We receive a number of Freedom of Information (FOI) requests of a similar nature for information which relates to business rate accounts (non-domestic properties). To address these requests the council will publish a spreadsheet containing data for the most commonly requested information on:
We will endeavour to publish a new list every 6 months. We will not provide individual responses to requests during the year for similar information, but will re-direct requests to our published set of reports held on this web page. Any requests for similar information will be politely declined.
(Please note: the information is write-protected. To filter and analyse the data you will need to copy and paste into a new spread sheet).
This is a snapshot of data as at the time of production and can be filtered to produce analyses for non-domestic ratepayers (excluding sole traders, partnerships and individuals) who:
- Are in receipt of mandatory and/or discretionary relief (filter on columns W-X)
- Are in receipt of Small Business Rates Relief (filter on column Z)
- Are empty and exempt (filter on columns S-V) (NB: The start date of the current exemption is not necessarily the date the property became unoccupied. An alternative exemption may have been awarded prior to the start date of the current exemption).
- Are new accounts (filter on column F)
This is a snapshot of data as at the time of production and lists the rateable value of all non-domestic properties within Hertsmere. The property reference number is provided (this is not the account number) together with the property address and the current rateable value, which is the basis for charge and description code.
Following the Information Commissioner Decision Notice for Wandsworth Borough Council in February 2017 [FS50619844] Hertsmere is withholding information relating to business rates credits since it considers that the following exemptions apply to it:
This information is exempt from disclosure under Section 31(1)(a) - Law enforcement. Disclosure of this information would be likely to prejudice the prevention or detection of crime.
Section 31(1)(a) is a qualified exemption, and therefore is subject to the Public Interest Test. Section 31(1)(a) provides an exemption where prejudice could be caused to allow potential fraudsters to use the information to identify business entities which were entitled to claim credits on their accounts. Once such a business had been identified, there would be a number of avenues open to the fraudsters to seek to obtain funds.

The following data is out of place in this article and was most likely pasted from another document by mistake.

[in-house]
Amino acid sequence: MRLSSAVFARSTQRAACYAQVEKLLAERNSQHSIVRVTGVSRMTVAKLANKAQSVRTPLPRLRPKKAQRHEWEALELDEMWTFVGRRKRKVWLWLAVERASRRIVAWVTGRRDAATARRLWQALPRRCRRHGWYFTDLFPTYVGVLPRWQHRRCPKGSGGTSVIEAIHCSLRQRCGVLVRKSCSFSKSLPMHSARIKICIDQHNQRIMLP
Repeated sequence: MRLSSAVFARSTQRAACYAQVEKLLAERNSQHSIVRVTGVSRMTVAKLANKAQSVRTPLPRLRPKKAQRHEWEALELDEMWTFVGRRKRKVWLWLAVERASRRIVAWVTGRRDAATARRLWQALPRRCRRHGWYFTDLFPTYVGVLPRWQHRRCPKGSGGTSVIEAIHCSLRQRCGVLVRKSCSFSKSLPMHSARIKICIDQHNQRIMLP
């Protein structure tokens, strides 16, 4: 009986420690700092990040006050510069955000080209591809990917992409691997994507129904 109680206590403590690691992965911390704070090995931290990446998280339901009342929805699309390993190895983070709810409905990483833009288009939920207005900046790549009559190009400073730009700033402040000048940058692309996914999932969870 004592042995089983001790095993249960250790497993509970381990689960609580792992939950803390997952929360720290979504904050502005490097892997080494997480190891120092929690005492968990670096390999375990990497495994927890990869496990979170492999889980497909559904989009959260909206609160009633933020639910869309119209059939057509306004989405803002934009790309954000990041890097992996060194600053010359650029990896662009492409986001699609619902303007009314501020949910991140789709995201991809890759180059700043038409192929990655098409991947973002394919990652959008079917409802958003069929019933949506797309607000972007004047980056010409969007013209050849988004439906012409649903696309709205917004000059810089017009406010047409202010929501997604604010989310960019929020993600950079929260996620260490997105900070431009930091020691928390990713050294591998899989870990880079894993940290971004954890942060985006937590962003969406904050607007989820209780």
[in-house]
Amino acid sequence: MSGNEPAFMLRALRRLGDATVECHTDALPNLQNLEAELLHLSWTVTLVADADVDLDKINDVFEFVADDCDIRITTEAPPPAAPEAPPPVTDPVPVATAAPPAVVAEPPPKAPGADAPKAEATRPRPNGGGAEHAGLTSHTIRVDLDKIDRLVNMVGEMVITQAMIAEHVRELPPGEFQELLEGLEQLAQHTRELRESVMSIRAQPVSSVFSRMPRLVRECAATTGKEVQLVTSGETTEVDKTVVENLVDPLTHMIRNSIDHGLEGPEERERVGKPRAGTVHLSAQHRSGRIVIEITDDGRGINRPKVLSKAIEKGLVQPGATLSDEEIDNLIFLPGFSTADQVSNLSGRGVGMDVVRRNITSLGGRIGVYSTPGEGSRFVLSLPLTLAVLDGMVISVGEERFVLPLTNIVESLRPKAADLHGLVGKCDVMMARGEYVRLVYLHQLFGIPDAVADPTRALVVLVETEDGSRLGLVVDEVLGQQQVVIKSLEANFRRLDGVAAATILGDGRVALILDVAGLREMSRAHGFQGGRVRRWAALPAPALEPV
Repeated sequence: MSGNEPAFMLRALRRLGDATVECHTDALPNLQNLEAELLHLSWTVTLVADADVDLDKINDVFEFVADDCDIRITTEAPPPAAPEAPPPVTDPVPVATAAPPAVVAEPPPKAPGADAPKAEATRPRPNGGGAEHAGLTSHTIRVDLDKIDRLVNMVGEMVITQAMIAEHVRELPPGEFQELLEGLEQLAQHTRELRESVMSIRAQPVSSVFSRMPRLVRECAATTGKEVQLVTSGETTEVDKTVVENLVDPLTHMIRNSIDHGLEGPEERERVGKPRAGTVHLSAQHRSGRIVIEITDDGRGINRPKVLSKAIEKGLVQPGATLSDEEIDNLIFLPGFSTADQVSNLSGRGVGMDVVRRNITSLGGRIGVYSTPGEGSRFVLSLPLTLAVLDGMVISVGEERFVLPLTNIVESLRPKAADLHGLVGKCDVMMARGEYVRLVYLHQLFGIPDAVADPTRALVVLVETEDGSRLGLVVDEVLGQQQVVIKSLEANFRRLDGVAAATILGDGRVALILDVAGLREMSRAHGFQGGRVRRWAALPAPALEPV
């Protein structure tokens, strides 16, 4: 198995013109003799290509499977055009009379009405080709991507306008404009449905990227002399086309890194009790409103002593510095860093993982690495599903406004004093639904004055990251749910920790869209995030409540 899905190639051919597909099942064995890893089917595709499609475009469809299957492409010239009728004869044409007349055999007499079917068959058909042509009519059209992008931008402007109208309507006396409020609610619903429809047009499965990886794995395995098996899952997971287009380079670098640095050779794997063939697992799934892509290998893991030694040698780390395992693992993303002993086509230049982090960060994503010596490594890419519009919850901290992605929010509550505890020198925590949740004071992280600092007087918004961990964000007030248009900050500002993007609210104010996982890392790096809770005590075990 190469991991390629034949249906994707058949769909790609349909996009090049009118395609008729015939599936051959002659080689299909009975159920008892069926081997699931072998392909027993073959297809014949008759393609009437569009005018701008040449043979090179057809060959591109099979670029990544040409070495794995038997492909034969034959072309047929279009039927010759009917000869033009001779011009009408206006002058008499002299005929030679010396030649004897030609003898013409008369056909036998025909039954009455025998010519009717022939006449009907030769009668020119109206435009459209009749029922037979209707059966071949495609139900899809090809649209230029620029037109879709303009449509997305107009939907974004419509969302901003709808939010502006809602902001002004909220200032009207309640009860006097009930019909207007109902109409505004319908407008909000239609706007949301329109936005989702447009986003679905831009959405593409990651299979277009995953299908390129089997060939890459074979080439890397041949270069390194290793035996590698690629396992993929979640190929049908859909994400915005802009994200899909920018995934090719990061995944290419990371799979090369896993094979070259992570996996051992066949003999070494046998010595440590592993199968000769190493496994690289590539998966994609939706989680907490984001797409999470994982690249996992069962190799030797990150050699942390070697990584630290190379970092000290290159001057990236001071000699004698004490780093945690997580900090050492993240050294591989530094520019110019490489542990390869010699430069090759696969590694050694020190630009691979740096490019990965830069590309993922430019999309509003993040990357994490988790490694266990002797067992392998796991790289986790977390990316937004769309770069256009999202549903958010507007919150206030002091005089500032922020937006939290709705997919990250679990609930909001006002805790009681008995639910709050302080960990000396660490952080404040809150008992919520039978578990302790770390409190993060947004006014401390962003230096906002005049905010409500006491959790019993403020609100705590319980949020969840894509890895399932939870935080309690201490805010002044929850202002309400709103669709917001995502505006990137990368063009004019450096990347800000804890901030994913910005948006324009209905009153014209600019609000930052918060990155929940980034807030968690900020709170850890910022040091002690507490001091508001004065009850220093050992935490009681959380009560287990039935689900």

To use this exemption the council was required to undertake a public interest test. The matters which were considered in applying the public interest test are as follows:
Factors in favour of disclosure
- Withholding the information could be perceived as the council attempting to retain monies that belong to the public.
- It is in the public interest to be open and transparent about our use of public funds.
- It is in the public interest to provide some transparency regarding the records the council holds in respect of the administration of business rates.
- This could be of interest to the minority of people who are due a refund, but have somehow failed to receive the notifications that money is due to them.
Factors in favour of withholding
- There is a public interest in ensuring that monies from the public purse, such as rebates on business accounts, are not fraudulently claimed and the process is not easier for fraud to be committed.
- The council's current verification procedure for refund claims is simple and cost effective. Disclosure of the requested information would result in additional verification processes needing to be implemented, at additional cost to the public which appeared disproportionate to the benefits that would accrue from disclosure.
- The additional verification process would place a new administrative burden as the level of scrutiny of the documents would be higher than usual.
- The additional verification process would be likely to slow the rate at which credit balance claims could be considered and refunded, causing a delay to all refunds and the likelihood of complaints, which would further burden our limited resources.
The cost consequences of a successful fraudulent claim would mean that the council would:
- Have incurred the cost of paying out to the fraudster
- Remain liable to the legitimate rate payer for an equivalent amount, raising the prospect of paying out twice
- Be faced with the cost (legal and incurrence of internal management time) of seeking to recover the funds wrongly paid to the fraudster.
Therefore, it is considered in the greater public interest not to disclose details of business rates credits at this time. This decision acts as a refusal notice under section 17 of the FOI Act.